One reason it's become so hard for new musicians to make an impact is because so many old ones — including deceased ones — are still being discovered (or rediscovered), thanks to the proselytizing efforts of those who somehow got turned on to their obscure work the first time around.
Manifest Creative Research Gallery kicks off its 2009 exhibition year with two single-artist shows, David Dotson's The BorgDot Works and Tama Hochbaum’s Looking Through the Glass. The first, in the main gallery, features a series of cyborg-like sculptural works — bio-mechanical “creatures,” almost microscopic in size, according to the gallery's description — presented in lighted tubular cases. The Oxford, Ohio-based Dotson has said the work functions as a subtle jab at corporate manipulation of the natural order. Chapel Hill, N.C.-based Hochbaum will display composite digital prints similar to those of hers included in Manifest's Trick of the Light show. The shows continue Tuesday-Saturday through Feb. 20.
Downtown's Contemporary Arts Center welcomes the new year with a program related to its current exhibition by Mexican artist Carlos Amorales, Discarded Spider. At 4 p.m. on Saturday, CAC Director/Chief Curator Raphaela Platow leads a tour and discussion of the show, which consists of giant-sized spiders and a spooky sound-video installation in addition to collages.
On Monday at 6:30 p.m., the innovative historical/horror film series inspired by the Carlos Amorales: Discarded Spider exhibit at the Contemporary Arts Center continues despite the departure of the man who helped organize it, Education Director Scott Boberg. The double-bill begins with Come and See, Elem Klimov's 1985 tale of a Byelorussian teen who gets lost in the nightmarish woods while fighting Nazis, then concludes with Roger Corman's 1964 adaptation of Edgar Allan Poe's Masque of the Red Death.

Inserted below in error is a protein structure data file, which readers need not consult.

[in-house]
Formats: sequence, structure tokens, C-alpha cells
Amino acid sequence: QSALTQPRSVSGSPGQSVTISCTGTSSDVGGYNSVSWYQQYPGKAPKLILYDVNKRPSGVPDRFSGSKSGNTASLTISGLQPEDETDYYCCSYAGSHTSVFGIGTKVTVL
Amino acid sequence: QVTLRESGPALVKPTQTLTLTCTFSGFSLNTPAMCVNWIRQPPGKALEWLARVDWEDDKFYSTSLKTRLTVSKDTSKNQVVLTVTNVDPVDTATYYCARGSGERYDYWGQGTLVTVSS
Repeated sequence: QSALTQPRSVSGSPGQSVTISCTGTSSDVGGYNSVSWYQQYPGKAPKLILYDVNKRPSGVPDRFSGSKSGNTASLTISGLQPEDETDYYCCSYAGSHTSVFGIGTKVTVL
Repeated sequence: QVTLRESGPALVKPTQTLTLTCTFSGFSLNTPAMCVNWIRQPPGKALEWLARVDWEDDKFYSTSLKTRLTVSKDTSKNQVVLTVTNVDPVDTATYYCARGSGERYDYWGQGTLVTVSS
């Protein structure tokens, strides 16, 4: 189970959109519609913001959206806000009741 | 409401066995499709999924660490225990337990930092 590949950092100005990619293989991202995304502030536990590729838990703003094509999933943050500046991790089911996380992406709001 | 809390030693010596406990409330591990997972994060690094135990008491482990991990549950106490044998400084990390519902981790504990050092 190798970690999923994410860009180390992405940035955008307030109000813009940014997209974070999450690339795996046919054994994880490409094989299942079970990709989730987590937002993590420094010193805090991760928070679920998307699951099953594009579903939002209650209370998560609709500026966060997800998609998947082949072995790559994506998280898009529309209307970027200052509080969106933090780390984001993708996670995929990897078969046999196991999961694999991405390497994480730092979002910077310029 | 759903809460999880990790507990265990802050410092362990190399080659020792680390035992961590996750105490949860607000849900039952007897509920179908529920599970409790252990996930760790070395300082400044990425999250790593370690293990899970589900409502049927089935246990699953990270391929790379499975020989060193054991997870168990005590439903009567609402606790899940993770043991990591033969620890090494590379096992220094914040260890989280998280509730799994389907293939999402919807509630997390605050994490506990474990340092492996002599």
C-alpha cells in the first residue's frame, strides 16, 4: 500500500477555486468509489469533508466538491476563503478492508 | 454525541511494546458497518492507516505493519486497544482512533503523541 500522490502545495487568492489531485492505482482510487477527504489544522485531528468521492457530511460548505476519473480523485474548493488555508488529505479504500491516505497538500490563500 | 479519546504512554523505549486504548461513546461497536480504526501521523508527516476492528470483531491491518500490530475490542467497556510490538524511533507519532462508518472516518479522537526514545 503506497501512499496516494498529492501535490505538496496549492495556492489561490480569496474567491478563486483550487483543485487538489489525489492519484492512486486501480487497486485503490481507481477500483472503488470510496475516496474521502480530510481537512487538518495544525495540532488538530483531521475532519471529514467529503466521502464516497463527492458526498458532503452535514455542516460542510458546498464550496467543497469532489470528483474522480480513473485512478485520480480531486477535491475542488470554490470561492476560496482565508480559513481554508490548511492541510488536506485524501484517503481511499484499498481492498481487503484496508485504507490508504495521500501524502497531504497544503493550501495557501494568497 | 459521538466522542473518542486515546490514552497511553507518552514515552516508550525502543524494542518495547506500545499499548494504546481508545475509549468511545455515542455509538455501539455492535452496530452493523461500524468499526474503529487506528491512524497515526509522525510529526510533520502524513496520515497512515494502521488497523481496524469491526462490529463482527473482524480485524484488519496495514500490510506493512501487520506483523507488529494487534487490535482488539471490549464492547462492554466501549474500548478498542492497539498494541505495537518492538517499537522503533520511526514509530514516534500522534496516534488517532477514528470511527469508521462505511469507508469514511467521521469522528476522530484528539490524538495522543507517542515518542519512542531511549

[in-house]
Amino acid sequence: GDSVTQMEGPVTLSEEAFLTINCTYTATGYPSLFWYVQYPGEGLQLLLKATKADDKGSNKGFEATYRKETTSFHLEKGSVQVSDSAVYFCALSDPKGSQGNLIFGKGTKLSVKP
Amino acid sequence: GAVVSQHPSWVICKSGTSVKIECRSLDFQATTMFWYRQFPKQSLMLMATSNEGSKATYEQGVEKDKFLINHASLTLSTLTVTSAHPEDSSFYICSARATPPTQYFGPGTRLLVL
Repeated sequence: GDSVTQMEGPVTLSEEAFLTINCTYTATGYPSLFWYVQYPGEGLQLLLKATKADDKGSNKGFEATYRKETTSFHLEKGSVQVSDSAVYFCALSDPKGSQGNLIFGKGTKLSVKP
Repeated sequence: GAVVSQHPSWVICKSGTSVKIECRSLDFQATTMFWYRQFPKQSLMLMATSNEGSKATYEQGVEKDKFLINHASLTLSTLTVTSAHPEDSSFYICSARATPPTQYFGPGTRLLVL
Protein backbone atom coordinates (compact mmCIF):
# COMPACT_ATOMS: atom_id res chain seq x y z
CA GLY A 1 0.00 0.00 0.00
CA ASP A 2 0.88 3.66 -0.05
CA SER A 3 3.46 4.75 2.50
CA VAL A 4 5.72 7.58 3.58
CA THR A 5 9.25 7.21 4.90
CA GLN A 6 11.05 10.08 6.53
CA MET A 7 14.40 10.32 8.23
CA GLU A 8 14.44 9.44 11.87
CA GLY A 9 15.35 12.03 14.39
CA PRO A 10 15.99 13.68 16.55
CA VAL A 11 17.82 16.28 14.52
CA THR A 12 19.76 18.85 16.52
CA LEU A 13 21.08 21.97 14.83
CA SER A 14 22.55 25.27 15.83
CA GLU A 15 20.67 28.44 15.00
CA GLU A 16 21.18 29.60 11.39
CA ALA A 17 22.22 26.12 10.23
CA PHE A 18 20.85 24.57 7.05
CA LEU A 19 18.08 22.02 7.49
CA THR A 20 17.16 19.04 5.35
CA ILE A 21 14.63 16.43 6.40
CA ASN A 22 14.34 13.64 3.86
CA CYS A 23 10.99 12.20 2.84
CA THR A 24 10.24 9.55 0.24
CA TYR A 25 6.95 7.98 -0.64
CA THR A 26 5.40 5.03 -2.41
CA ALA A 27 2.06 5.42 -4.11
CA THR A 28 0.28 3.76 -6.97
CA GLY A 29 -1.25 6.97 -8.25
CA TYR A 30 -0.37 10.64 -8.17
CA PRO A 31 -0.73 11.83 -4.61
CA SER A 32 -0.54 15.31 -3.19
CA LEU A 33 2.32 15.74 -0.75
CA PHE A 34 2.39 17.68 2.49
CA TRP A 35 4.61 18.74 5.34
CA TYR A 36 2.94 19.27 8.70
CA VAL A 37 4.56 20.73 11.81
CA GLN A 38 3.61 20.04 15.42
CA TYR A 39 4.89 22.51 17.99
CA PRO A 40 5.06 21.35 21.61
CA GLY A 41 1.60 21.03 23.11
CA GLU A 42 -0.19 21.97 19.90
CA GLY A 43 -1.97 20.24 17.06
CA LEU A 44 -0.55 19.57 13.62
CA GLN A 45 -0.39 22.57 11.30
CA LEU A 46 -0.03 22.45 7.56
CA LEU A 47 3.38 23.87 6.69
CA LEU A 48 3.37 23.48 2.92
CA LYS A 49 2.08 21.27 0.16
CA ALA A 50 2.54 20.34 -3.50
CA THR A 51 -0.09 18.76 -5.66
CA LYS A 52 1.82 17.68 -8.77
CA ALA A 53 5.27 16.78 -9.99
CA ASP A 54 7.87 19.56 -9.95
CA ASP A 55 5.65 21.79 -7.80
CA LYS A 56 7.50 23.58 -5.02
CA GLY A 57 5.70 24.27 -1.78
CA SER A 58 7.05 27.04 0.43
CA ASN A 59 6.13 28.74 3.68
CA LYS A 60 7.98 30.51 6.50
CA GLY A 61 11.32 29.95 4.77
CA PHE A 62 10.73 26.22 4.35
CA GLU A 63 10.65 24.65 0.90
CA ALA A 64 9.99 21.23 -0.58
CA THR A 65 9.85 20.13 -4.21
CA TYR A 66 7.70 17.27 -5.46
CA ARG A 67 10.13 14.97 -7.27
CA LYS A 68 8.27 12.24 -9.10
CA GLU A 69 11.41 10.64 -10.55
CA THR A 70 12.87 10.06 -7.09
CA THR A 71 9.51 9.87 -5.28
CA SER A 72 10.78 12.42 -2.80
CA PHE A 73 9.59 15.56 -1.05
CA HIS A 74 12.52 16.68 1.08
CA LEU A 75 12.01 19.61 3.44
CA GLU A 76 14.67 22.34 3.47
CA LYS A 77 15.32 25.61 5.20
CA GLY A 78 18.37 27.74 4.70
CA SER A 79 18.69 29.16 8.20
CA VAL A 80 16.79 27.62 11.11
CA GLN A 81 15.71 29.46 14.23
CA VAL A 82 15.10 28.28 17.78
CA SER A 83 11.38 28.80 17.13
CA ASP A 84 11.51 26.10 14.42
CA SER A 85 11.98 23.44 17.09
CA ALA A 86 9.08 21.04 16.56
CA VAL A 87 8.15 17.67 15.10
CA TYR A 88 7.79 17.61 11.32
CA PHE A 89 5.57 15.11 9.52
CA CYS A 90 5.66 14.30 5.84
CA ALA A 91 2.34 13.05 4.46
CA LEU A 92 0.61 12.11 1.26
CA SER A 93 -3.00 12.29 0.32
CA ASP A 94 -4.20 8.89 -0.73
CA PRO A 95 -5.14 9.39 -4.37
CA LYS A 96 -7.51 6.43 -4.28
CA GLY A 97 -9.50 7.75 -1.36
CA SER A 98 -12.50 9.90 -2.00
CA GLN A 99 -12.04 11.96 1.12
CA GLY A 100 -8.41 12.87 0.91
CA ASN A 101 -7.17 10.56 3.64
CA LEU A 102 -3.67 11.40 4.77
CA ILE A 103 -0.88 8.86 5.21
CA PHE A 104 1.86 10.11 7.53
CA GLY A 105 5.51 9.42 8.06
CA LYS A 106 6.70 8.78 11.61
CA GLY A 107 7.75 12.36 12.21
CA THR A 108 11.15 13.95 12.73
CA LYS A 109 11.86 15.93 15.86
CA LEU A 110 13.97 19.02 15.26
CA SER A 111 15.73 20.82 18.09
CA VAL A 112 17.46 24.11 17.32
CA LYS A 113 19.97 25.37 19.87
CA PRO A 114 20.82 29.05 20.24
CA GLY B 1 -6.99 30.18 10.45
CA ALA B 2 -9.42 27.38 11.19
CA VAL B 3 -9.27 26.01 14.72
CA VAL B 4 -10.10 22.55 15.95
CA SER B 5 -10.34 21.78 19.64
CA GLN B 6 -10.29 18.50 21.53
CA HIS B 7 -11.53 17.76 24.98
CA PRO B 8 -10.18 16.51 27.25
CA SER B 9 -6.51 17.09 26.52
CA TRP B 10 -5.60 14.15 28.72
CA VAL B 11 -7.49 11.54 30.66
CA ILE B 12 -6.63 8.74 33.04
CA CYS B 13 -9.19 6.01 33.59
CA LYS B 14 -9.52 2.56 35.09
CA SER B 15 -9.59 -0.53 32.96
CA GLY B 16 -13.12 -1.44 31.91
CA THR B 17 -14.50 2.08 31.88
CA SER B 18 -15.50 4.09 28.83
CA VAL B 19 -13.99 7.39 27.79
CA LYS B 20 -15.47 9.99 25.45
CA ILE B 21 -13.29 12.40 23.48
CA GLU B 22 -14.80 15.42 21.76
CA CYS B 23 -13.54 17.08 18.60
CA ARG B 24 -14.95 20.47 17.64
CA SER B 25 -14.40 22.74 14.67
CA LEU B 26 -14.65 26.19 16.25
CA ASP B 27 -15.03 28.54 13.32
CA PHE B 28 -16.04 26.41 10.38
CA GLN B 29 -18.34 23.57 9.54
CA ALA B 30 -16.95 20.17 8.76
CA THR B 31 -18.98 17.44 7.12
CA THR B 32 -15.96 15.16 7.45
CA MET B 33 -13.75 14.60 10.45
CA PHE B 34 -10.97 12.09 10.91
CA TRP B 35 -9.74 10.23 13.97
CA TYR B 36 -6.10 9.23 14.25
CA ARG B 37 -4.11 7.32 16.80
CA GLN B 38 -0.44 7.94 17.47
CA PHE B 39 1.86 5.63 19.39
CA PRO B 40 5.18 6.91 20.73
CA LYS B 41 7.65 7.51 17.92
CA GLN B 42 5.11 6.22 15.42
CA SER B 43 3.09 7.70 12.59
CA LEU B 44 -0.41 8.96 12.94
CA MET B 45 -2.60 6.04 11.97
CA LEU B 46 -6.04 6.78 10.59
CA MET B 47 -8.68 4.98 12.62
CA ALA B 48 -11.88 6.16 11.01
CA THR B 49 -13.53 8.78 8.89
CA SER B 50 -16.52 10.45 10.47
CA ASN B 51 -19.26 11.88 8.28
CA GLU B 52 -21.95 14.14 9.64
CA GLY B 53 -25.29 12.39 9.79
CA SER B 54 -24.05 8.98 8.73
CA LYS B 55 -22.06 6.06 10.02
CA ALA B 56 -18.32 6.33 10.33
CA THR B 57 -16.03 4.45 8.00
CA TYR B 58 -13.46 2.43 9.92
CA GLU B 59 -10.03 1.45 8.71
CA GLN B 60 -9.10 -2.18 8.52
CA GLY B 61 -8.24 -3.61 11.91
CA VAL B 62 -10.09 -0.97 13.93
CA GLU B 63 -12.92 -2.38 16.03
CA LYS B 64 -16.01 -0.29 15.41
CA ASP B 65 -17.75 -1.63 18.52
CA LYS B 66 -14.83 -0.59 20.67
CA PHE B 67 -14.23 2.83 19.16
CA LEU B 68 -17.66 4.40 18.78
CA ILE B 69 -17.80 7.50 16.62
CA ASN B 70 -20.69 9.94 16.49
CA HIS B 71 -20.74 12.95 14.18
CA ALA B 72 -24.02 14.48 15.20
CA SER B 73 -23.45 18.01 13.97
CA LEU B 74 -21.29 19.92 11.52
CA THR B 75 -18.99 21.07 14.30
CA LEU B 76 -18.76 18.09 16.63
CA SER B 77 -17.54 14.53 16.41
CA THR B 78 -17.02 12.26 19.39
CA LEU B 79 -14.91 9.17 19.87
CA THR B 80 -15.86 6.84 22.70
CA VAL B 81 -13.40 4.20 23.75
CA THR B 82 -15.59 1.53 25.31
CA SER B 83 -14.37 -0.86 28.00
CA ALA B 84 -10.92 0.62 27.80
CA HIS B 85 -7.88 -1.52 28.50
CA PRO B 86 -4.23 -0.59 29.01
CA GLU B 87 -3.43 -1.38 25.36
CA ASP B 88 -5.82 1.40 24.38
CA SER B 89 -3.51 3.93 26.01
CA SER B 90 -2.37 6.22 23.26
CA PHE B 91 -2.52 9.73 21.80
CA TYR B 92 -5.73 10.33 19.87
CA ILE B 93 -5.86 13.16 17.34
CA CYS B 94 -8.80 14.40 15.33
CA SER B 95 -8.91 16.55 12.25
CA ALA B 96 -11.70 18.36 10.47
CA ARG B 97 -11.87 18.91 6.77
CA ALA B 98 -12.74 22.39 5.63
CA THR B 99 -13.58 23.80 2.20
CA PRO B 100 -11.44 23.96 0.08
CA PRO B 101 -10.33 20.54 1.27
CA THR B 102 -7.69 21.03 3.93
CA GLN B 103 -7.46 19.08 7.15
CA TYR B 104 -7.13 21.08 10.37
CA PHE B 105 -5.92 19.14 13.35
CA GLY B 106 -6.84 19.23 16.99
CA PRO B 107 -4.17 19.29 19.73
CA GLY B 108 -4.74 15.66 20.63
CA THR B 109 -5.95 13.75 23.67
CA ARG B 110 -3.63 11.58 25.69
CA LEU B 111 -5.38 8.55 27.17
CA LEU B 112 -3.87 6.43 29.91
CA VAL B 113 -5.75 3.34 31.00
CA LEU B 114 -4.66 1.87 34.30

Kevin Muente, a landscape painter whose stated aim is to feed off the energy created by various forms of nature -- with a particular attraction to leaves, branches, ripples and stones -- has a new solo show at Collector's Art Group (225 E. Sixth St.) through Dec. 31. 9 a.m.-5 p.m. Monday-Friday; 10 a.m.-4 p.m. Saturday.
"Andy Warhol: Other Voices, Other Rooms" at the Wexner Center for the Arts in Columbus is surprising. It makes Warhol fresh again but also in some ways is far more exciting than the more prim-and-proper 2002 Los Angeles show, even though it has less of his classic artwork. It has important examples of his art but is vividly about his life and times. Through Feb. 15, 2009.
Scott Boberg's new show at Semantics Gallery in Brighton is called Sign Song: Hobo Signs & Mixed Messages and borrows from hobo symbols used on houses during the Great Depression to inform fellow hoboes about what to expect from the occupant inside. The exhibition features as its centerpiece “Hobo Signs (Nos. 1-50),” consisting of 50 gouache and metallic acrylic paintings on paper arranged as a single grid of black-framed images. Among the symbols included are ones for “man with a gun lives here,” “hold your tongue” and “hit the road quick.” Other pieces in the show draw their inspiration from song titles and lyrics, text messages and personal writing. Boberg uses such materials as a classroom world map, sandwich boards, movie marquee letters and a full-length mirror. It all adds up to an observation/installation about the importance of signs in our art as well as our everyday life. The show is open Saturday nights from 7-10 p.m. through Nov. 29.
When Tom Moon, author of the new 1,000 Recordings to Hear Before You Die, makes a personal appearance, as he does 7 p.m. Wednesday at Joseph-Beth Booksellers, he expects people to come to argue. Moon spent three years working on this book. It is, in a sense, a follow-up to Patricia Schultz’s trend-setting 1,000 Places to See Before You Die books and calendars. It is from the same publisher, Workman, which is releasing it as a “‘1,000…Before You Die’ Book.”